A: You definitely don’t have to invite your whole office! Don’t spend a lot of time talking about your wedding—the planning, the expense, the catering, your overbearing in-laws, etc.—in the office so that it never becomes a topic of popular discussion. (This is good advice for everyone, regardless of how many co-workers you plan to invite.) Send the invitations to Catherine and Lydia at home rather than at the office. If you think it would help, you could take them aside and mention that you’re not inviting most of your co-workers, just your close friends, so you’d appreciate their not mentioning it too much at work.
Q. Co-worker deliberately mispronounces everyone’s names: I have a co-worker who constantly and consistently mispronounces fellow co-workers’ names. Think “Alexa” instead of “Alex,” or “Ya-vonne” instead of “Ee-vonne.” It’s always little variations of the name or spelling, which can be exceptionally wrong or so slight that you wonder if you heard it wrong. He does this even after he’s been corrected by the person in question multiple times. It’s like he does it on purpose. When I press him about this, he’ll come back with something asinine, like, “Well, I used to work with a girl with that name and she pronounced it differently,” or, “It’s difficult for me to pronounce with my accent.” He’s British. My husband, who is also British, has zero trouble with anyone’s names.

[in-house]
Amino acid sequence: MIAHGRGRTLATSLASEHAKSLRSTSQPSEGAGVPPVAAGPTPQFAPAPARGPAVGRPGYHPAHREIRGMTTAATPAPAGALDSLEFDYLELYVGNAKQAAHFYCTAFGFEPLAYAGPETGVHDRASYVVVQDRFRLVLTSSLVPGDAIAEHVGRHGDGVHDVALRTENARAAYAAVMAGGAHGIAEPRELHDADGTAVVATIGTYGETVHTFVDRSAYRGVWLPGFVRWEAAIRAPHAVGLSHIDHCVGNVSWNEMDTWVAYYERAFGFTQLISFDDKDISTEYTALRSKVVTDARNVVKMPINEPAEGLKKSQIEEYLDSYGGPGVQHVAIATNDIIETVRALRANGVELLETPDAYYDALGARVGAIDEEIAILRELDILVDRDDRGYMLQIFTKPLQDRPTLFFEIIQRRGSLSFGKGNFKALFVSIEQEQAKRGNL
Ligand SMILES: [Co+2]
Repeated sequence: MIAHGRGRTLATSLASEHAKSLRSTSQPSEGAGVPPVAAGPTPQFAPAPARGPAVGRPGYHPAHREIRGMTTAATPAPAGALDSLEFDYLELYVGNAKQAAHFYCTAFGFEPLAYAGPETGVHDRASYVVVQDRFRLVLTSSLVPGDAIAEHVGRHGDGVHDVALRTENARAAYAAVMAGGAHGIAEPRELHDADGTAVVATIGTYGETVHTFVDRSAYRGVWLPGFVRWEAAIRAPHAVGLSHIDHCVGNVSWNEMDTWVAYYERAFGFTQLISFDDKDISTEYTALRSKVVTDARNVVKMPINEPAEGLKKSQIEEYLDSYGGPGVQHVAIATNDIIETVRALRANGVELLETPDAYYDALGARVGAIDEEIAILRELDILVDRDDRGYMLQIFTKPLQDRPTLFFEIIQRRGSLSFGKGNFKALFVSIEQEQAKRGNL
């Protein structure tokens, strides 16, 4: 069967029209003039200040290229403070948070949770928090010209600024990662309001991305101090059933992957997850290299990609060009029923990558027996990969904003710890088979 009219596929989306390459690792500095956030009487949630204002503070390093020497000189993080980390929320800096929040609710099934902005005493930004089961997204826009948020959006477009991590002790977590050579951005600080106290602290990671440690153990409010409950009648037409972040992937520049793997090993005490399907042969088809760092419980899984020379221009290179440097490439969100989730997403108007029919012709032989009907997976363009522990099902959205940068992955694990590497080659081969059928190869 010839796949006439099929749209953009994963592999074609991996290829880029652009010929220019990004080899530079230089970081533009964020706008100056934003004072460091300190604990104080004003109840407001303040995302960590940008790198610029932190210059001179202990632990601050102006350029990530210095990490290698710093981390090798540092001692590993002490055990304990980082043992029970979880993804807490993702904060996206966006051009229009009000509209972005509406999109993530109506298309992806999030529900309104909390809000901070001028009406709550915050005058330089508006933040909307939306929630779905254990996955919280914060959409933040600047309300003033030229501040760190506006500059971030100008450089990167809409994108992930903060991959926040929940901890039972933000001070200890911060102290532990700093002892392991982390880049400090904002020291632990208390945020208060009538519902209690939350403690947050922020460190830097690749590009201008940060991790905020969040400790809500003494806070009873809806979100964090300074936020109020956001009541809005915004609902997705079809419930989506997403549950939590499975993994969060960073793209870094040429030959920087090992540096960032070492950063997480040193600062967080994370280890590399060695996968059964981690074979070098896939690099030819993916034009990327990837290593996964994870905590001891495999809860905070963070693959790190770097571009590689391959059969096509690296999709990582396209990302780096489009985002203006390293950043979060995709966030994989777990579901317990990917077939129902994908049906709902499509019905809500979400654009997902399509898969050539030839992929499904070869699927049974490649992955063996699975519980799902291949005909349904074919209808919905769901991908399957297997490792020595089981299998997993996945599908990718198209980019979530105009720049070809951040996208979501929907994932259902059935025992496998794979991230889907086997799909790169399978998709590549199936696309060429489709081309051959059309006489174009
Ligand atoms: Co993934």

I think it’s rude, callous, and dismissive. It’s also definitely a microaggression toward others in our very multicultural office who have diverse names. I’ve been direct and honest that this is a problem, but he always seems to brush it off. Our company is small and has no HR department. What should I do?
A: How maddening, frustrating, and unnecessary. Since this is such a plausibly deniable habit, and since you don’t want to unwittingly embarrass the targets of his mangled pronunciation by getting more upset about it than they do, I think your best approach is to continue to offer corrections when you’re a part of the conversation (“It’s Alexa”/“You mean Yvonne”) in as polite and neutral a tone as possible, and to leave it at that. If anyone else has other suggestions, I’d love to hear them!